The Office Typology, India
by Nitika Agarwal
Some of the recent works by architect Sanjay Puri tend to defy the ‘universal
trend’ of enclosed air-conditioned skyscrapers by drawing our attention to the
different typologies of workspaces derived by the realities of their context. This
article demonstrates two projects by the architect that translate some of his
deeply held values on the relationship between human and nature; traditional
knowledge; and cultural aesthetics that instinctively underline his sense of
design. The two offices, named AKSHAYA 36 in Chennai and Reservoir in
Rajasthan, are designed by responding to the features on-site; giving access to
maximum natural ventilation and daylight; using local materials; and exploring
the nuances of placemaking to extend an environment that has the potential to
stimulate the physical and mental well-being of its inhabitants. The real draw of
these buildings is the community spaces within them that are made accessible
to its users to encourage an interactive, healthy and pleasant environment at the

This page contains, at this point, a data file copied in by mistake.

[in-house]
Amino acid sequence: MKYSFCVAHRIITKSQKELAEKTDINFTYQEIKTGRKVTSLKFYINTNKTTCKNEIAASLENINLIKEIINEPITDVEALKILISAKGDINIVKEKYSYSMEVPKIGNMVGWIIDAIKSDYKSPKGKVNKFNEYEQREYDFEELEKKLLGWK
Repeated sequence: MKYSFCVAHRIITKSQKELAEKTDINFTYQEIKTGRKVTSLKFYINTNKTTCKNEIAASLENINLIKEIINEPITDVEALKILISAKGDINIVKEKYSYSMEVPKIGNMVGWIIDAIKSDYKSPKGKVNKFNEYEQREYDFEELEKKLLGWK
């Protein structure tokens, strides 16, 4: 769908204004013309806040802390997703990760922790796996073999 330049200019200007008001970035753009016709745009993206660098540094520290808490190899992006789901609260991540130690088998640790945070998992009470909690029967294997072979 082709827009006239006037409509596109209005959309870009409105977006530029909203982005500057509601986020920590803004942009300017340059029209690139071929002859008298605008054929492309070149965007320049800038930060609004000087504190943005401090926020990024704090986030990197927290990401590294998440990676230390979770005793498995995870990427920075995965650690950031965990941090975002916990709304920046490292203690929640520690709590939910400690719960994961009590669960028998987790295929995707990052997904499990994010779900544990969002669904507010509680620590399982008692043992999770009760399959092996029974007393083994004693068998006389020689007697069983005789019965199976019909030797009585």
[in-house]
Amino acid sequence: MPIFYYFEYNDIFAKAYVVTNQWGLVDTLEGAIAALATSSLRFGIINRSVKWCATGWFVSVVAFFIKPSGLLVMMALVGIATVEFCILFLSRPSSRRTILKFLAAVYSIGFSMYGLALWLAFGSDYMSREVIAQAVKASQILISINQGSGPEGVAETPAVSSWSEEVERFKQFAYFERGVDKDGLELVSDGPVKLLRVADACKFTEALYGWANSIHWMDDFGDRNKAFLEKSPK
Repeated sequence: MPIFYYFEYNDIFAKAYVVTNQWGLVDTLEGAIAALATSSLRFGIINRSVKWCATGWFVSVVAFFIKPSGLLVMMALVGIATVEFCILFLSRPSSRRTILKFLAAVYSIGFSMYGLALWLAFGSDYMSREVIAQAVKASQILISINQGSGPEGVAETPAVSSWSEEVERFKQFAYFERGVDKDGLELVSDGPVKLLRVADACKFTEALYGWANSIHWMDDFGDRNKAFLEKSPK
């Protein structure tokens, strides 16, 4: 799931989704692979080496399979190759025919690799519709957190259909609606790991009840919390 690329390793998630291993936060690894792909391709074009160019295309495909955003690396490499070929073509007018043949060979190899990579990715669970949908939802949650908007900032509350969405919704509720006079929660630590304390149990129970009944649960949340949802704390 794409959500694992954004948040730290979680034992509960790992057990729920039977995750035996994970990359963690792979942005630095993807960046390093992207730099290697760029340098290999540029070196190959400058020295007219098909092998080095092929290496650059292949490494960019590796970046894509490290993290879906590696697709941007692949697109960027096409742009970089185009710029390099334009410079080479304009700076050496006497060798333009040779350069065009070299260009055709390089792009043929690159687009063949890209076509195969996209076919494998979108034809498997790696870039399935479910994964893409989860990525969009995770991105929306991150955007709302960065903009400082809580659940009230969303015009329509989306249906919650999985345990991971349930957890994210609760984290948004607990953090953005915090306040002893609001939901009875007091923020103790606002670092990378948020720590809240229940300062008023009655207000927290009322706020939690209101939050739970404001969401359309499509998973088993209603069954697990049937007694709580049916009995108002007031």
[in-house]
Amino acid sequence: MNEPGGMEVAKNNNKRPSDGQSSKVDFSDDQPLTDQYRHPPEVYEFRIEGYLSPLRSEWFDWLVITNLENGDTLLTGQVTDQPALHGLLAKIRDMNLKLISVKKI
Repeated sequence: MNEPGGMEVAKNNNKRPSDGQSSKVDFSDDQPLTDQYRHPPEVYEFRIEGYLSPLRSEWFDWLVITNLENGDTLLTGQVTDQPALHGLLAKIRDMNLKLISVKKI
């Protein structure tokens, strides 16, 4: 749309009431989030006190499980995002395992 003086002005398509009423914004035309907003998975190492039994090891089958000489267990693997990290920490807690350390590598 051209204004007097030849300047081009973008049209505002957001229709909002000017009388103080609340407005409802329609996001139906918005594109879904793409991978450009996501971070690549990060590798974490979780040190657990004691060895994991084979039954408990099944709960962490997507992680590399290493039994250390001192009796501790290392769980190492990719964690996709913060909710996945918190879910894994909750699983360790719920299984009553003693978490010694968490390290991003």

workplace. The projects represent two distinct office typologies by addressing
similar concerns of site, climate, environment and function, and hence reveal the
possibility of approaching architecture in different ways.
AKSHAYA 36 is a multi-storey office complex in Chennai that resides on a small
plot of approximately 4,150 square metres. The design of the complex anchors on
some primary architectural resolutions that have a lasting impact on the building’s
life cycle in terms of the quality of natural light; ventilation; thermal comfort;
indoor-outdoor connection; access to views; and response to the environment.
The first design decision was to establish a deeper connection with the outdoors
and ensure an open, flexible and stimulating working environment for greater
productivity as well as a sense of well-being of the employees.
Reservoir serves as an office complex for the employees of Shree Cement,
an Indian cement manufacturer from Rajasthan. The building is sited on a
36,500-square-metre plot that forms part of a larger 100-acre site owned by the
same client. The site, context and programme have resulted in a design that is
relevant and rooted in the principles of traditional wisdom. Site topography and
the existing condition of land with a water catchment pit in the centre steered the
underlying intent of this project to arrive at a solution that is basically sustaining.
The projects AKSHAYA 36 and Reservoir, designed in different geographical
locations, are evidently governed by certain common parameters of climate, site,
context and culture. Radically different in form and appearance, the projects
together reveal spaces that carry the potential to invigorate and influence the
physical and mental behaviour of their inhabitants.